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Florida Short Term Rental Bills Die

Category: Retirement Real Estate

April 15, 2019 – The controversial bills advocated by online short term rental companies have apparently faded away in the Florida legislature. If passed, HB 987 and SB 824 would have taken away local control of transient rentals from local governments in the Sunshine State and given it to the State instead. While most people seem to be in favor of short term rentals (1 week or less) when they go on vacation, homeowners in tourist areas tend to resent the onslaught of one and two night renters coming through their neighborhoods (see “Short Term Rentals in Florida Legislature” with survey results). Affordable housing is another issue impacted when short term rentals tend to take over local markets. State Rep. Holly Raschein and State Senator Anitere Flores were two south Florida officials who were opposed to the legislation.

Posted by Admin on April 15th, 2019


  1. I guess the local corrupt tyrants will continue to control the masses for the benefit of the few

    by scottzur — May 5, 2019

  2. The Florida legislature tried to take away all local control – not only over short-term rentals, but use of straws, suntan lotion, etc. They were successful in some areas, unfortunately. Many cities, counties, and residents spoke up and the short-term rental bills died at the last minute. This unpopular legislation (with residents) returns every year, and these bills are supported by most realtors (more churn of properties) and those legislators receiving donations from the short-term rental lobby.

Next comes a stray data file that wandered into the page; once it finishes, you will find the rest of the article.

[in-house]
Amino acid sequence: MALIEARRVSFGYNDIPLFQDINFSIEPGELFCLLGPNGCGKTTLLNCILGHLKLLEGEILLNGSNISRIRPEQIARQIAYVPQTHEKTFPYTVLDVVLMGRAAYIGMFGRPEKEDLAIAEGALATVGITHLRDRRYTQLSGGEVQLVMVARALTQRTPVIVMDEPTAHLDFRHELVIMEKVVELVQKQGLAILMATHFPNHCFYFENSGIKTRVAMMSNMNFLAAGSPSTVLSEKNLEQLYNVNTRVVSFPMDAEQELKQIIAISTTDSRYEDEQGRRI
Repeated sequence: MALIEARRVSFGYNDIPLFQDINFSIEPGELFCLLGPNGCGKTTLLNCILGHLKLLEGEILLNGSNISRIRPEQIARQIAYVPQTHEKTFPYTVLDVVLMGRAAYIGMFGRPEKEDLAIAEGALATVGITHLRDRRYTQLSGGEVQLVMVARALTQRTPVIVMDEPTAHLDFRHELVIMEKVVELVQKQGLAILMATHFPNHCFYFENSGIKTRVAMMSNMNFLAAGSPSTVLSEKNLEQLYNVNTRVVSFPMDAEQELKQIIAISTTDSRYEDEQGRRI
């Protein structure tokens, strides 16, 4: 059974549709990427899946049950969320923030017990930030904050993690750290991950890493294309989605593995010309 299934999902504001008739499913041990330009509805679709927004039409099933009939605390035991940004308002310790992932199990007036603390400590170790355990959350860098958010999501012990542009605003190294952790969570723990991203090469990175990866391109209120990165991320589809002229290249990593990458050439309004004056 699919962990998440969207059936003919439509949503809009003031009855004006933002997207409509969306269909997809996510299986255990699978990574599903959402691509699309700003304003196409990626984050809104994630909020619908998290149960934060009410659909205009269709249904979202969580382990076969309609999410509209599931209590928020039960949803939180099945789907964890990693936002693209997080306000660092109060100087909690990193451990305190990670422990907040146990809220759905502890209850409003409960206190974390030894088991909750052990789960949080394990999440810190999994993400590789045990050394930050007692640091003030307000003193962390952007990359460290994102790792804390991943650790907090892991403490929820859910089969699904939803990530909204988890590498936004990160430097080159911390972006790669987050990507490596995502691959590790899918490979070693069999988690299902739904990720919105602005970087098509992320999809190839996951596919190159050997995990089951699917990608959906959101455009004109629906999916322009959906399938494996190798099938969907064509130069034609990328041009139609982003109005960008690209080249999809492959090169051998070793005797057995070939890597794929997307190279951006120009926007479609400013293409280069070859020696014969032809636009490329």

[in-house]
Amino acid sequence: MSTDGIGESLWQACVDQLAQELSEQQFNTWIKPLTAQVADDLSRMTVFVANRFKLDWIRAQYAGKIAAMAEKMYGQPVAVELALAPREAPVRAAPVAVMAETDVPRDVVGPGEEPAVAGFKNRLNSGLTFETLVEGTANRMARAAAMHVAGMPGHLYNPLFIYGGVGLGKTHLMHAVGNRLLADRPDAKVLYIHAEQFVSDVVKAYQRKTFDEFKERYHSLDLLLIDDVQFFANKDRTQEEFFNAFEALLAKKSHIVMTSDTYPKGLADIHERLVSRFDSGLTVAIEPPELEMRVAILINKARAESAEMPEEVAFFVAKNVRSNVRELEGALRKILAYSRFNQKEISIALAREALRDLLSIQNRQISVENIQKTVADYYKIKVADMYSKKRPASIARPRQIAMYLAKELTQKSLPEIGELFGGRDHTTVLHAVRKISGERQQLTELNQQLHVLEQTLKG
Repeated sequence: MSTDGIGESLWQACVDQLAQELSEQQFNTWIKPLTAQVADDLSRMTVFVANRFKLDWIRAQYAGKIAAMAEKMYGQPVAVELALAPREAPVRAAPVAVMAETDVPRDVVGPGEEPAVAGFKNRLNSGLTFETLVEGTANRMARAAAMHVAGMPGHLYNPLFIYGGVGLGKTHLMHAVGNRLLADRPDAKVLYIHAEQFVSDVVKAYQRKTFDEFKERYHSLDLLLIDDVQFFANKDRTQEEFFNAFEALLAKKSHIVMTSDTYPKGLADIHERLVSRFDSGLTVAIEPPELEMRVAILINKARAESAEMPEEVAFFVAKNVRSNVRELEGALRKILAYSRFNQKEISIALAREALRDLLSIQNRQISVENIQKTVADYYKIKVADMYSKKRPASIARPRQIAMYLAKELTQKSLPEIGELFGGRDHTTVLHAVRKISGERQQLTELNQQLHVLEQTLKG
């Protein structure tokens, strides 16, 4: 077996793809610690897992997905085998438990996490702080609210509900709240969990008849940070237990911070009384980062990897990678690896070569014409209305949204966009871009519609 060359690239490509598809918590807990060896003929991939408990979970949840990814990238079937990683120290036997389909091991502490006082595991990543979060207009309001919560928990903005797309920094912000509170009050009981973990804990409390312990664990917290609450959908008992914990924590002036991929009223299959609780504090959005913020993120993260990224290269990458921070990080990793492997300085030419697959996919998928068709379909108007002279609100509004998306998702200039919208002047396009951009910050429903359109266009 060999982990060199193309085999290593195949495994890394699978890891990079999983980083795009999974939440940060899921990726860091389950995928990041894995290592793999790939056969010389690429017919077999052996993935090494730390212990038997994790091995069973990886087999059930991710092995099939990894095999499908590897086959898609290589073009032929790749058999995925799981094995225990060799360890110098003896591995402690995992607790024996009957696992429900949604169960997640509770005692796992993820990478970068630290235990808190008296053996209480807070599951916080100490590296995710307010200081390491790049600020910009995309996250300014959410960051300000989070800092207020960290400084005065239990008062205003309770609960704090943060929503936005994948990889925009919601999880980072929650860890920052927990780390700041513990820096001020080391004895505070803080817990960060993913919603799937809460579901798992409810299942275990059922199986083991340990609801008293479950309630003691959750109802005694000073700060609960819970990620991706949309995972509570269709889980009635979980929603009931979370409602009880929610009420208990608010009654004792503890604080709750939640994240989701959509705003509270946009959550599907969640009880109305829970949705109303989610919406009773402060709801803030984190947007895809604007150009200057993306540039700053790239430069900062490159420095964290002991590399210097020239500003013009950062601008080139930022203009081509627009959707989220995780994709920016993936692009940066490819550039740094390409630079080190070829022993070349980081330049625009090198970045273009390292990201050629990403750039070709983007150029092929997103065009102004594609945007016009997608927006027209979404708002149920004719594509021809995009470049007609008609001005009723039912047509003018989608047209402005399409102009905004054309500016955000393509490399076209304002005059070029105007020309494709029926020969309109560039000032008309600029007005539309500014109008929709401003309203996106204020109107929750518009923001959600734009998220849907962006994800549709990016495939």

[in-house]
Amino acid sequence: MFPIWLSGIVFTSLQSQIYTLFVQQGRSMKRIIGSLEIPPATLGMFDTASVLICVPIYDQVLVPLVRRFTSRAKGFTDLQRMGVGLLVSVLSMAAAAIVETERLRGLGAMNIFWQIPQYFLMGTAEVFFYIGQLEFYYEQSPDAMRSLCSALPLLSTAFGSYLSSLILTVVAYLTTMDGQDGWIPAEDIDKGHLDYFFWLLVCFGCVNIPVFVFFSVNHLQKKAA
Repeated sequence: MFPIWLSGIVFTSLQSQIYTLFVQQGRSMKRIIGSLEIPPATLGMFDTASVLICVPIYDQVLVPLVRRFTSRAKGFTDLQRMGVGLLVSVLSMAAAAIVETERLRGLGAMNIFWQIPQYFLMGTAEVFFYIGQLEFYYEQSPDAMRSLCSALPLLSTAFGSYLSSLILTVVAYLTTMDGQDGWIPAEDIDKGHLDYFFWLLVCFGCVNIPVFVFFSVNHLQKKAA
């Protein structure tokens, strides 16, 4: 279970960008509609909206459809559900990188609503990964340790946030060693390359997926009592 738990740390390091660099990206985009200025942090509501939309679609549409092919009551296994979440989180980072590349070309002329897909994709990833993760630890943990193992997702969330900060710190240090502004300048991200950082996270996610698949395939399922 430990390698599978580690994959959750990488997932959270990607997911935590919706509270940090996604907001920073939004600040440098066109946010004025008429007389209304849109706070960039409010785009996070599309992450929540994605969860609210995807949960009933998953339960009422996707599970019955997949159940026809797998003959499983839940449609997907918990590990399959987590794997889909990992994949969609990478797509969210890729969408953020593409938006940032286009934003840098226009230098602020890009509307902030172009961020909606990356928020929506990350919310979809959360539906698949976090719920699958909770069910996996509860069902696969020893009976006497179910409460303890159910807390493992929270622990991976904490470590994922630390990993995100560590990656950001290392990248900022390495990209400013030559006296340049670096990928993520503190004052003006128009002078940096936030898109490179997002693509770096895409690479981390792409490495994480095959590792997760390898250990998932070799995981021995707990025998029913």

Scottzur, you said it perfectly!

    by Jan — May 6, 2019

  3. Add one more thing to worry about when spending big bucks on a retirement residence—living in a giant motel with a constant parade of careless strangers. That’s my idea of paradise for sure.

    by Daryl — May 6, 2019

  4. Daryl, the issue of short term rentals in a development is usually avoided in many of them, based on the HOA bylaws. For example, where we live, only leases for six months or a year are allowed. Anything less than that is prohibited and strictly enforced. There is also a one-year initial period when when the unit cannot be rented at all. And every resident, renter or owner, must initially be approved by the HOA board before occupancy. So it is important to closely read any section of the bylaws related to rentals before buying in a development, depending on what you want. Some people want to be able to rent on a short-term or daily basis and some HOA bylaws intentionally allow this.

    by Clyde — May 6, 2019

  5. Local control of rental policy etc. is a good thing. How can the people in the state house, many who represent areas in the state that are not tourist areas, understand what the issues are in those areas, and since they dont represent the state citizens who do live in those areas, why would they even care ( unless then were getting contributions to care?)

    by Jean — May 6, 2019

  6. Clyde, this year’s FL bills stated that it is a constitutional right to use your house however you would like. This year, they were going after HOAs.

    by Jan — May 7, 2019

  7. Daryl and Jan both express correctly.
    As a soon-to-be PERMANENT resident of Florida I resent the pressures exerted by Realtors over legislation that would NOT affect them except to help fill their pockets via increased property churn.
    Unfortunately I didn’t read the bylaws of my new development before signing on the dotted line, but will do so ASAP when I arrive.
    I didn’t signup for a lifelong hotel but rather I thought it was going to be my retirement home.
    We’ll see if I made the right decision.

    by Curt R — May 7, 2019

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